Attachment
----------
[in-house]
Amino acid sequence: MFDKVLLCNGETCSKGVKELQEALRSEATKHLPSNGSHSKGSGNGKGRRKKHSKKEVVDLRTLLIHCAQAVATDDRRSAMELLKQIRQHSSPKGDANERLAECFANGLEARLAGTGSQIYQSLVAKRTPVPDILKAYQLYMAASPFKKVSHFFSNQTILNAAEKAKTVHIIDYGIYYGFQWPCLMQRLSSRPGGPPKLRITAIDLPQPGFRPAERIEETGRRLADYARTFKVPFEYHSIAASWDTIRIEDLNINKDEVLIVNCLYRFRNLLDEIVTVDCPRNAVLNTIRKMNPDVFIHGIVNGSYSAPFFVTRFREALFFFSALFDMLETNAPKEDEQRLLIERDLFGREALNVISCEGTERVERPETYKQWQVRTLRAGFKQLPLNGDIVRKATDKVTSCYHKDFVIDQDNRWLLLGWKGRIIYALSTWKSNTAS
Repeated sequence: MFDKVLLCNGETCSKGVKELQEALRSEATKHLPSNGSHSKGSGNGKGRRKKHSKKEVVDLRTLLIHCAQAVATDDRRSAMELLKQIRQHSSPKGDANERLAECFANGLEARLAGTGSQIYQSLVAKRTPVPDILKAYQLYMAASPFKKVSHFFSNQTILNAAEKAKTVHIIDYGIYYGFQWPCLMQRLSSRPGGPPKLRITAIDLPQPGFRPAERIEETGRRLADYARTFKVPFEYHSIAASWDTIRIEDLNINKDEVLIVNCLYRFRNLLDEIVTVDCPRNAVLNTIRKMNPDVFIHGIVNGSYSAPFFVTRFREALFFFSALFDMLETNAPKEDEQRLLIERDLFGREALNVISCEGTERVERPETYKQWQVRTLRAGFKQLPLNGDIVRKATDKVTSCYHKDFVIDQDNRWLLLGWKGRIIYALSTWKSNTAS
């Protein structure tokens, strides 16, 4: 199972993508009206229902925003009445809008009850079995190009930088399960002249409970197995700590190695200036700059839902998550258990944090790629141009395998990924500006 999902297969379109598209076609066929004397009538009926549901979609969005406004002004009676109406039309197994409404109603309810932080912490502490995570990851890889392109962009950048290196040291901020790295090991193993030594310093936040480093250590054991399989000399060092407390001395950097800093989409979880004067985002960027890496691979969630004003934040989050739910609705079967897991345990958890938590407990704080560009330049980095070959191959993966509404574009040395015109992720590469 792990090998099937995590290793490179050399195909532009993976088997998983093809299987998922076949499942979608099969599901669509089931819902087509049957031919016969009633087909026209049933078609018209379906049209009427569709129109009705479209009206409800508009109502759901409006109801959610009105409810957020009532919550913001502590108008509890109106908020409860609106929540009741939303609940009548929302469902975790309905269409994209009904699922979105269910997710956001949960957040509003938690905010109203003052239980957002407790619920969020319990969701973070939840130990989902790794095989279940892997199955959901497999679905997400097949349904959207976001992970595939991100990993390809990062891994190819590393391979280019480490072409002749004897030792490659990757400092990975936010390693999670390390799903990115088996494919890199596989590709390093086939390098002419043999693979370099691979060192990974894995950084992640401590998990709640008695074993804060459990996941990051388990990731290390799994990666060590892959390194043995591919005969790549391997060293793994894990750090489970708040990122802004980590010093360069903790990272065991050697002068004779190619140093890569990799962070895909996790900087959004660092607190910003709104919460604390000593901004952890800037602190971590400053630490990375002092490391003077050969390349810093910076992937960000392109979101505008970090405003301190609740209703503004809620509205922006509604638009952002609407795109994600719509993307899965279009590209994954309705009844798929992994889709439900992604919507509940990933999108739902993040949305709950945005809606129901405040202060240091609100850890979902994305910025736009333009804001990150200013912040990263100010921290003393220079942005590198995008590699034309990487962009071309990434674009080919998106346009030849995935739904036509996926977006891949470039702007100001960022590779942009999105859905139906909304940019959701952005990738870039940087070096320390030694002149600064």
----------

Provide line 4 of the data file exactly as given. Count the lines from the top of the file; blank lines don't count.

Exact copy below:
């Protein structure tokens, strides 16, 4: 199972993508009206229902925003009445809008009850079995190009930088399960002249409970197995700590190695200036700059839902998550258990944090790629141009395998990924500006 999902297969379109598209076609066929004397009538009926549901979609969005406004002004009676109406039309197994409404109603309810932080912490502490995570990851890889392109962009950048290196040291901020790295090991193993030594310093936040480093250590054991399989000399060092407390001395950097800093989409979880004067985002960027890496691979969630004003934040989050739910609705079967897991345990958890938590407990704080560009330049980095070959191959993966509404574009040395015109992720590469 792990090998099937995590290793490179050399195909532009993976088997998983093809299987998922076949499942979608099969599901669509089931819902087509049957031919016969009633087909026209049933078609018209379906049209009427569709129109009705479209009206409800508009109502759901409006109801959610009105409810957020009532919550913001502590108008509890109106908020409860609106929540009741939303609940009548929302469902975790309905269409994209009904699922979105269910997710956001949960957040509003938690905010109203003052239980957002407790619920969020319990969701973070939840130990989902790794095989279940892997199955959901497999679905997400097949349904959207976001992970595939991100990993390809990062891994190819590393391979280019480490072409002749004897030792490659990757400092990975936010390693999670390390799903990115088996494919890199596989590709390093086939390098002419043999693979370099691979060192990974894995950084992640401590998990709640008695074993804060459990996941990051388990990731290390799994990666060590892959390194043995591919005969790549391997060293793994894990750090489970708040990122802004980590010093360069903790990272065991050697002068004779190619140093890569990799962070895909996790900087959004660092607190910003709104919460604390000593901004952890800037602190971590400053630490990375002092490391003077050969390349810093910076992937960000392109979101505008970090405003301190609740209703503004809620509205922006509604638009952002609407795109994600719509993307899965279009590209994954309705009844798929992994889709439900992604919507509940990933999108739902993040949305709950945005809606129901405040202060240091609100850890979902994305910025736009333009804001990150200013912040990263100010921290003393220079942005590198995008590699034309990487962009071309990434674009080919998106346009030849995935739904036509996926977006891949470039702007100001960022590779942009999105859905139906909304940019959701952005990738870039940087070096320390030694002149600064």